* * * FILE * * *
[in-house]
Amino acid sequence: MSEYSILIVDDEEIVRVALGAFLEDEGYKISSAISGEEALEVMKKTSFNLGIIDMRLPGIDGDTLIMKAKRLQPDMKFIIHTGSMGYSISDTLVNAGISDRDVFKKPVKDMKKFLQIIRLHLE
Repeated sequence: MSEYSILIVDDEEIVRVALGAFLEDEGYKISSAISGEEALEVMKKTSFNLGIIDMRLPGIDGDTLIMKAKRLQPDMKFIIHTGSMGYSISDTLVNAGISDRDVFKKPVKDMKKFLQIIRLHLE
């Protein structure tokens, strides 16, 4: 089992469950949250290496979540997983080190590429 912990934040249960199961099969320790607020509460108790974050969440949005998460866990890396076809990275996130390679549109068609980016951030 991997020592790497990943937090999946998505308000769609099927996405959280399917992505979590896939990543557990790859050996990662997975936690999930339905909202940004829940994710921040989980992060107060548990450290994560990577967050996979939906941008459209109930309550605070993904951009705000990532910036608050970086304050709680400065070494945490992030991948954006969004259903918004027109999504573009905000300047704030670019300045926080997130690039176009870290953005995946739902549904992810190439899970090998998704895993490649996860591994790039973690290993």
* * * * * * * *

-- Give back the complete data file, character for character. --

[in-house]
Amino acid sequence: MSEYSILIVDDEEIVRVALGAFLEDEGYKISSAISGEEALEVMKKTSFNLGIIDMRLPGIDGDTLIMKAKRLQPDMKFIIHTGSMGYSISDTLVNAGISDRDVFKKPVKDMKKFLQIIRLHLE
Repeated sequence: MSEYSILIVDDEEIVRVALGAFLEDEGYKISSAISGEEALEVMKKTSFNLGIIDMRLPGIDGDTLIMKAKRLQPDMKFIIHTGSMGYSISDTLVNAGISDRDVFKKPVKDMKKFLQIIRLHLE
């Protein structure tokens, strides 16, 4: 089992469950949250290496979540997983080190590429 912990934040249960199961099969320790607020509460108790974050969440949005998460866990890396076809990275996130390679549109068609980016951030 991997020592790497990943937090999946998505308000769609099927996405959280399917992505979590896939990543557990790859050996990662997975936690999930339905909202940004829940994710921040989980992060107060548990450290994560990577967050996979939906941008459209109930309550605070993904951009705000990532910036608050970086304050709680400065070494945490992030991948954006969004259903918004027109999504573009905000300047704030670019300045926080997130690039176009870290953005995946739902549904992810190439899970090998998704895993490649996860591994790039973690290993």